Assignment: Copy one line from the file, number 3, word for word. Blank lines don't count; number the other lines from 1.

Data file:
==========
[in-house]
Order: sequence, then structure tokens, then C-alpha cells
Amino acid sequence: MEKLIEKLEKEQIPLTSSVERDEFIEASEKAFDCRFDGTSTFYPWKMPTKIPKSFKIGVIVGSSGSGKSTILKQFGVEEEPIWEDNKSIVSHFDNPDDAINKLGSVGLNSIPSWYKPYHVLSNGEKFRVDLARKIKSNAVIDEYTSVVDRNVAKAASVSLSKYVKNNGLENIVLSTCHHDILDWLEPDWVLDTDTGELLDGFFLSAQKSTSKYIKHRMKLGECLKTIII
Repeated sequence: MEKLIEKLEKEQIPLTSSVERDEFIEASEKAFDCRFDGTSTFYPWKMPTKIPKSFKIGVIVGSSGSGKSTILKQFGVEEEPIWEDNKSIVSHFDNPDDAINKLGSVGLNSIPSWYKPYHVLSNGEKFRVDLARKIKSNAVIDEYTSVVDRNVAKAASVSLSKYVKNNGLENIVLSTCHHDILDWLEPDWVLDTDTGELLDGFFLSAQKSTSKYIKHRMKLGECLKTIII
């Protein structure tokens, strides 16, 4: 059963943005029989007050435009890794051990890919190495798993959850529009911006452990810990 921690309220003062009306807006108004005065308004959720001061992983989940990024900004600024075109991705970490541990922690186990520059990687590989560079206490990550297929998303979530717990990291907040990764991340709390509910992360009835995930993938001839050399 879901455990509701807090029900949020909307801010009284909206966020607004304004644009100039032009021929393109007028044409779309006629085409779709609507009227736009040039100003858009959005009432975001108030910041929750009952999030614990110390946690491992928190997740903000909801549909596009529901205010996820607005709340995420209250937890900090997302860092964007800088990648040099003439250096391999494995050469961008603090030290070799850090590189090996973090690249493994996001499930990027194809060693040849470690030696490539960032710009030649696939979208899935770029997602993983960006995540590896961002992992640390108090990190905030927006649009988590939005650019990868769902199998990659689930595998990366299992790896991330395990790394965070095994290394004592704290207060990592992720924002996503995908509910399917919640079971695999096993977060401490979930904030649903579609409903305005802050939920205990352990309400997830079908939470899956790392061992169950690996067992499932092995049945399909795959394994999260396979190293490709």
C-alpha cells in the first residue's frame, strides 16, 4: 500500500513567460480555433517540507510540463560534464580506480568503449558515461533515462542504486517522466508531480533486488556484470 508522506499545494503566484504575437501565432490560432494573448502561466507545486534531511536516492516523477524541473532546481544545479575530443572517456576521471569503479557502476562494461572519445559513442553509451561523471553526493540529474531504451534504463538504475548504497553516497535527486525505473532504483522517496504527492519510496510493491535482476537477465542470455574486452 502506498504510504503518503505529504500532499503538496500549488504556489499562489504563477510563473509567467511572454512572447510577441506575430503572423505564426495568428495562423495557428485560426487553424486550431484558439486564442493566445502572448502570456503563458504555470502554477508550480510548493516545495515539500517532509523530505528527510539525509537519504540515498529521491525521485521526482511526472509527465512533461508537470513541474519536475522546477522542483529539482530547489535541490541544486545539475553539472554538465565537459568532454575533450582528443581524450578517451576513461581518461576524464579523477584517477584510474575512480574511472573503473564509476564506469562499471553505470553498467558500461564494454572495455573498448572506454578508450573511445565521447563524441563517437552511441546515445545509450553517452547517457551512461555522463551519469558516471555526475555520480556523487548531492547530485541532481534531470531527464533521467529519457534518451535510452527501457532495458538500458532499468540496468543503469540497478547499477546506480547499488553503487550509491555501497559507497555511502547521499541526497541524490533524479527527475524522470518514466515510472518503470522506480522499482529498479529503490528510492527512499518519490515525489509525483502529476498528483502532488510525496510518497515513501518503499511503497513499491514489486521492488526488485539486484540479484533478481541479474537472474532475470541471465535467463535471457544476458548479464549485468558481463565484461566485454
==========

Amino acid sequence: MEKLIEKLEKEQIPLTSSVERDEFIEASEKAFDCRFDGTSTFYPWKMPTKIPKSFKIGVIVGSSGSGKSTILKQFGVEEEPIWEDNKSIVSHFDNPDDAINKLGSVGLNSIPSWYKPYHVLSNGEKFRVDLARKIKSNAVIDEYTSVVDRNVAKAASVSLSKYVKNNGLENIVLSTCHHDILDWLEPDWVLDTDTGELLDGFFLSAQKSTSKYIKHRMKLGECLKTIII